We've previously covered the Fourth Circuit's pair of decisions in September dismissing tort suits against various contractors arising out of claims of torture at various detention facilities in Iraq--including Abu Ghraib. In the cases, Al Shimari v. CACI Int'l, Inc. and Al-Quraishi v. L-3 Servs., Inc., the Fourth Circuit's analysis turned on the conclusion that the federal courts have the power to fashion, as a matter of federal common law, a rule analogous to the "combatant activities" exception to the Federal Tort Claims Act. Thus, the logic goes, because that statutory exception would preempt state-law tort claims against federal officer defendants under similar circumstances, the federal courts should use their lawmaking powers to preempt similar claims against private government contractors exercising comparable functions.
Such reasoning relies heavily on the D.C. Circuit's controversial 2009 decision in Saleh v. Titan Corp. Saleh, in turn, expanded the logic of the Supreme Court's 1987 decision in Boyle v. United Technologies Corp., in which Justice Scalia held that federal courts could derive from the FTCA the power to fashion a common law defense for contractors in highly-specific cases that would otherwise directly affect the pecuniary interests of the federal government. Like Judge Garland (who dissented in Saleh), I don't think Saleh (or the more recent Fourth Circuit decisions) remotely follows from Boyle, all the more so because it's not necessarily obvious that the combatant activities exception itself would have applied. But for reasons I'll explain below, that's for another time... For the moment, I thought I'd raise a threshold issue, and a surprisingly hard (if technical) question for the Fourth Circuit in the current appeals: assuming Saleh is rightly decided, what kind of defense is Boyle-like preemption?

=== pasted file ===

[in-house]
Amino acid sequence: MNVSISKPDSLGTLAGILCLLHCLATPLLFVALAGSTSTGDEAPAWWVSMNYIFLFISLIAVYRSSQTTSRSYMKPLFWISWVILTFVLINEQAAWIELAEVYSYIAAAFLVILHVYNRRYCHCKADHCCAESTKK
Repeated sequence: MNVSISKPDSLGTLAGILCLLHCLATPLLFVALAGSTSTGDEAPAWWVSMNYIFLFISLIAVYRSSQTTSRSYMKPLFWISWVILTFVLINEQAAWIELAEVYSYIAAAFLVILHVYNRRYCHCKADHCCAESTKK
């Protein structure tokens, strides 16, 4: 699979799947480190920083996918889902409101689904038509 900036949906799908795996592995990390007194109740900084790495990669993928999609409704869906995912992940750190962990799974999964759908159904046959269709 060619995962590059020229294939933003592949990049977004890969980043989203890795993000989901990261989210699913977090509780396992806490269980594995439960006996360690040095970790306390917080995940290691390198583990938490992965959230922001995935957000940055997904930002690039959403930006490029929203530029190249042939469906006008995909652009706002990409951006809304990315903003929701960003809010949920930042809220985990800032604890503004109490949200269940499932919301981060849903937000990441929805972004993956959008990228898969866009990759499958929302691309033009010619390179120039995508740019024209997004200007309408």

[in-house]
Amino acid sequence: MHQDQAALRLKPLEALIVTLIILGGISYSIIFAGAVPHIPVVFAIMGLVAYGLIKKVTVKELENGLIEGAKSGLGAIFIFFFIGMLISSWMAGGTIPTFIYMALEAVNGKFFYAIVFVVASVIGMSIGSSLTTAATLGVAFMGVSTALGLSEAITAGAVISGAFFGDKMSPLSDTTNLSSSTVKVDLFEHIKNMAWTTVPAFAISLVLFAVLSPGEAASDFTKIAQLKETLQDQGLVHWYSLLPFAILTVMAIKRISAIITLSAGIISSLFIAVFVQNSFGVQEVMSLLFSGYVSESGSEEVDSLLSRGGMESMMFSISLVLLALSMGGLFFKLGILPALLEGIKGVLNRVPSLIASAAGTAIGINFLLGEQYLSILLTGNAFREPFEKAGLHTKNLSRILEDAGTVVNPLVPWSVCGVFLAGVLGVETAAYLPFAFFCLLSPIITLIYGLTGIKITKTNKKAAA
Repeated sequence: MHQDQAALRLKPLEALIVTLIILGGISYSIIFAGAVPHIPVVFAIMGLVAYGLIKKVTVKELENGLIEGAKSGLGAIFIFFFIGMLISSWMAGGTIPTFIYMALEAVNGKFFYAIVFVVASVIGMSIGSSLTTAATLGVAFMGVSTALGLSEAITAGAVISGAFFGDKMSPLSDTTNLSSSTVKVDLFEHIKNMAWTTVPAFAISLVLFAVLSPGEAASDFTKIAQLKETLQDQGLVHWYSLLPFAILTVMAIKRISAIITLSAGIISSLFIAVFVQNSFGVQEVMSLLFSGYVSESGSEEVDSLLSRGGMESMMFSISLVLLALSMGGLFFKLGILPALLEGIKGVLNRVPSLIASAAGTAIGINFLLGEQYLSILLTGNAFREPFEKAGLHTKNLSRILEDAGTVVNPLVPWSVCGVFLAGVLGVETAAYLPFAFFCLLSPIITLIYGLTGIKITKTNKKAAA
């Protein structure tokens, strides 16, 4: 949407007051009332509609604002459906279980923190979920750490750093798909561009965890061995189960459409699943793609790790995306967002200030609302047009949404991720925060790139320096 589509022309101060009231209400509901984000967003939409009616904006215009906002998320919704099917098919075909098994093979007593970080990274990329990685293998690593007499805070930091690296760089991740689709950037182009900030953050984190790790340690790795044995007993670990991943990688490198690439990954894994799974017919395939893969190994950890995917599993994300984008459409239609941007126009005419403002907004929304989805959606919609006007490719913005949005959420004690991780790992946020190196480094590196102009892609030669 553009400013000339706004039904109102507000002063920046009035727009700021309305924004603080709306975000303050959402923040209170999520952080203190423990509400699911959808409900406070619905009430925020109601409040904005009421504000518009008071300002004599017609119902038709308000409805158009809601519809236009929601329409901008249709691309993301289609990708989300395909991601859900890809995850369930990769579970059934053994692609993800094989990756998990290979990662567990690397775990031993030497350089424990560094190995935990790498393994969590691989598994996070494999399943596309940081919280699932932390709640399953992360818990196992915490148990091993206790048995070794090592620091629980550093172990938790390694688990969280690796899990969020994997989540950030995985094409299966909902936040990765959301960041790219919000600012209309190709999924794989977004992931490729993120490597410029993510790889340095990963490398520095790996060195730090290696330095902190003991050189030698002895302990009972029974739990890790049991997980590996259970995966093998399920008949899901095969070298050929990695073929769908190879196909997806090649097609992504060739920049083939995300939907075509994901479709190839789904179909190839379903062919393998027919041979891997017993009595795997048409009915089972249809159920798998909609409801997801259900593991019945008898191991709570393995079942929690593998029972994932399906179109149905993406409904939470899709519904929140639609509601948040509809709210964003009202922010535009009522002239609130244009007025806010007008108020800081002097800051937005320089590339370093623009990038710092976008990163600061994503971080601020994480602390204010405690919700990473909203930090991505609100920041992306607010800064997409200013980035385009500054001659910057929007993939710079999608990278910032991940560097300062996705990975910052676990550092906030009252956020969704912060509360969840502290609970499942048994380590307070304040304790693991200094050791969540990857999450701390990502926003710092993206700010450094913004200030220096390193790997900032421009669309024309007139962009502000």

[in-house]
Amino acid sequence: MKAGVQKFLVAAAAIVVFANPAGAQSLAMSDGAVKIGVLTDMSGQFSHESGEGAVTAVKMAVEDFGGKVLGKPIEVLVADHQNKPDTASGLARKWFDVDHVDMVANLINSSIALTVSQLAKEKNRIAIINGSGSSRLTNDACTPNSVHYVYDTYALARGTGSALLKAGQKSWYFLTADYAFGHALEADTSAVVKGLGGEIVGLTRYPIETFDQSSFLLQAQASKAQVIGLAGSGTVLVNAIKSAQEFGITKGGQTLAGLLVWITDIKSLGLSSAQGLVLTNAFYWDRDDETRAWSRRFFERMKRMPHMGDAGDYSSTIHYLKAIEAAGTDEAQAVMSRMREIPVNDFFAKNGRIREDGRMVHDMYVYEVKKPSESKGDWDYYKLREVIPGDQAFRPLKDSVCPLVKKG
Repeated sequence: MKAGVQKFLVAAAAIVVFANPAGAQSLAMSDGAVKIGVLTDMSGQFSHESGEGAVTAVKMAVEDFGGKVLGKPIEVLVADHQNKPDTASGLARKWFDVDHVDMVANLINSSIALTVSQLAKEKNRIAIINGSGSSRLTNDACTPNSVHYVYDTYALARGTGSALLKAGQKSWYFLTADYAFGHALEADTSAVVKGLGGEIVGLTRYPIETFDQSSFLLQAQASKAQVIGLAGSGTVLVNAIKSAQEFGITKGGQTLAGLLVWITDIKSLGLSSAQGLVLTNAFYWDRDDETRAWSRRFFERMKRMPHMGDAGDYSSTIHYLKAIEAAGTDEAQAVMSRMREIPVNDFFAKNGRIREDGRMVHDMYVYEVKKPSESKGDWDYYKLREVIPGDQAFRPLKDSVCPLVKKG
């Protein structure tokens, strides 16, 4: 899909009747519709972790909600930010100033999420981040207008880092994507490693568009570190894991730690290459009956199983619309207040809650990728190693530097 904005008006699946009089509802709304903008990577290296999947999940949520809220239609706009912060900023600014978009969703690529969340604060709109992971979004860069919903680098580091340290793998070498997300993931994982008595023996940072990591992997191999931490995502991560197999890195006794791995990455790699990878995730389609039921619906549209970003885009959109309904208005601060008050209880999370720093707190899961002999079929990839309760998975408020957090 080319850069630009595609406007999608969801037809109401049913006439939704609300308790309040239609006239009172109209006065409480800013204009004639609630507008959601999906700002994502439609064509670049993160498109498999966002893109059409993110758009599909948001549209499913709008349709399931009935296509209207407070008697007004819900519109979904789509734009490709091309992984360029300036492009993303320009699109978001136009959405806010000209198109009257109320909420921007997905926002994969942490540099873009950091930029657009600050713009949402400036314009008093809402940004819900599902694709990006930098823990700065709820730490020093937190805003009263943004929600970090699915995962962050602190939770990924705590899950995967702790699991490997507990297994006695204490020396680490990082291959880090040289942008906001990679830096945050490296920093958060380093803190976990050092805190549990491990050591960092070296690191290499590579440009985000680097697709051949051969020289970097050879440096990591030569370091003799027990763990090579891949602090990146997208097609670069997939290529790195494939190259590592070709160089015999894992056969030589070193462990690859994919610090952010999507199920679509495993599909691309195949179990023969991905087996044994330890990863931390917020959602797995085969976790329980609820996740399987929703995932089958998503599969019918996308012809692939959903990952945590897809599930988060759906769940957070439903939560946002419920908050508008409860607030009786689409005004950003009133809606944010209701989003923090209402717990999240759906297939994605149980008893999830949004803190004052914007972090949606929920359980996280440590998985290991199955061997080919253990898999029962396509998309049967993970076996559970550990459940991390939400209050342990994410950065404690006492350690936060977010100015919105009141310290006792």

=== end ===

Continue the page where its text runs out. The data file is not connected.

Before getting to the different possibilities, let me flag why this matters: Both Al Shimari and Al-Quraishi were interlocutory appeals under the "collateral order doctrine," which is a carefully circumscribed exception to the final judgment rule of 28 U.S.C. § 1291. That is to say, in both cases, the defendants had their motions to dismiss denied, and sought to take an immediate interlocutory appeal rather than proceeding to discovery. In Al-Quraishi, a divided panel of the Fourth Circuit sustained jurisdiction under the collateral order doctrine, offering four reasons for why these cases presented a valid invocation thereof:
First, this case presents substantial issues relating to federal preemption, separation-of-powers, and immunity that could not be addressed on appeal from final judgment. The plaintiffs' complaint, in essence, alleges that military functions carried out conspiratorially in a war zone by military personnel and civilian contract employees violated rules and norms adopted for those functions by the military. Allowing the case to proceed would allow judicial scrutiny of military policies and practices in a way that could not be remedied in an appeal from the final judgment. Second, the district court effectively determined conclusively the question of whether state tort law can be applied to a battlefield context. Just as immunity from suit must be recognized in the early stages of litigation in order to have its full effect, battlefield preemption must also be recognized in order to prevent judicial scrutiny of an active military zone. Third, the disputed questions are collateral to resolution on the merits. The issues raised both here and in the district court are entirely separate from the merits. Indeed, in reaching our decisions here and in Al Shimari v. CACI International, we have accepted as true the plaintiffs' allegations that the defendants engaged in a conspiracy with military personnel to torture them, abuse them, and cover up those actions. Fourth and finally, and perhaps most important to exercising jurisdiction in this case, we conclude that the federal preemption doctrine underlying our opinion represents a strong public policy interest, where wartime actions within a United States military prison are being challenged in a civilian court under state tort law.